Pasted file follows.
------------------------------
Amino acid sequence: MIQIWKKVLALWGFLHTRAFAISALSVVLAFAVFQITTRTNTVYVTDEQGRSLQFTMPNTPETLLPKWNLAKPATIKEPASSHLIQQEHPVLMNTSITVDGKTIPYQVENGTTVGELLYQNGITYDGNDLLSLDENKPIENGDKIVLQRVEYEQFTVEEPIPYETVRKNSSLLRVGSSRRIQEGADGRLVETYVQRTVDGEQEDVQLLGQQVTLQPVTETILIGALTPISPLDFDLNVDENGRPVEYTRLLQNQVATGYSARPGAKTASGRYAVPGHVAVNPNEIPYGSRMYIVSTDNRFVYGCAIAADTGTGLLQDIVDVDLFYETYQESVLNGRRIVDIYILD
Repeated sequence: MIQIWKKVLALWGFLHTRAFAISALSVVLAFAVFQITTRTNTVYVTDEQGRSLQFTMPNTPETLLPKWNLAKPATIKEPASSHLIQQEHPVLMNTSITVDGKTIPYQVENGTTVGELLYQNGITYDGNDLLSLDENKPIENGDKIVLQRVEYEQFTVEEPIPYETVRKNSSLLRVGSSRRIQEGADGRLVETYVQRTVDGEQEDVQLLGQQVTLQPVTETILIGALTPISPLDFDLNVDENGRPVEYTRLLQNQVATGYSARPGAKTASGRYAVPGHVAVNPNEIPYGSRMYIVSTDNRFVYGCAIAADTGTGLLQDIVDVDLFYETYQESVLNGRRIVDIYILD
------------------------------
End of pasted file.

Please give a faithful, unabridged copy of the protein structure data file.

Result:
Amino acid sequence: MIQIWKKVLALWGFLHTRAFAISALSVVLAFAVFQITTRTNTVYVTDEQGRSLQFTMPNTPETLLPKWNLAKPATIKEPASSHLIQQEHPVLMNTSITVDGKTIPYQVENGTTVGELLYQNGITYDGNDLLSLDENKPIENGDKIVLQRVEYEQFTVEEPIPYETVRKNSSLLRVGSSRRIQEGADGRLVETYVQRTVDGEQEDVQLLGQQVTLQPVTETILIGALTPISPLDFDLNVDENGRPVEYTRLLQNQVATGYSARPGAKTASGRYAVPGHVAVNPNEIPYGSRMYIVSTDNRFVYGCAIAADTGTGLLQDIVDVDLFYETYQESVLNGRRIVDIYILD
Repeated sequence: MIQIWKKVLALWGFLHTRAFAISALSVVLAFAVFQITTRTNTVYVTDEQGRSLQFTMPNTPETLLPKWNLAKPATIKEPASSHLIQQEHPVLMNTSITVDGKTIPYQVENGTTVGELLYQNGITYDGNDLLSLDENKPIENGDKIVLQRVEYEQFTVEEPIPYETVRKNSSLLRVGSSRRIQEGADGRLVETYVQRTVDGEQEDVQLLGQQVTLQPVTETILIGALTPISPLDFDLNVDENGRPVEYTRLLQNQVATGYSARPGAKTASGRYAVPGHVAVNPNEIPYGSRMYIVSTDNRFVYGCAIAADTGTGLLQDIVDVDLFYETYQESVLNGRRIVDIYILD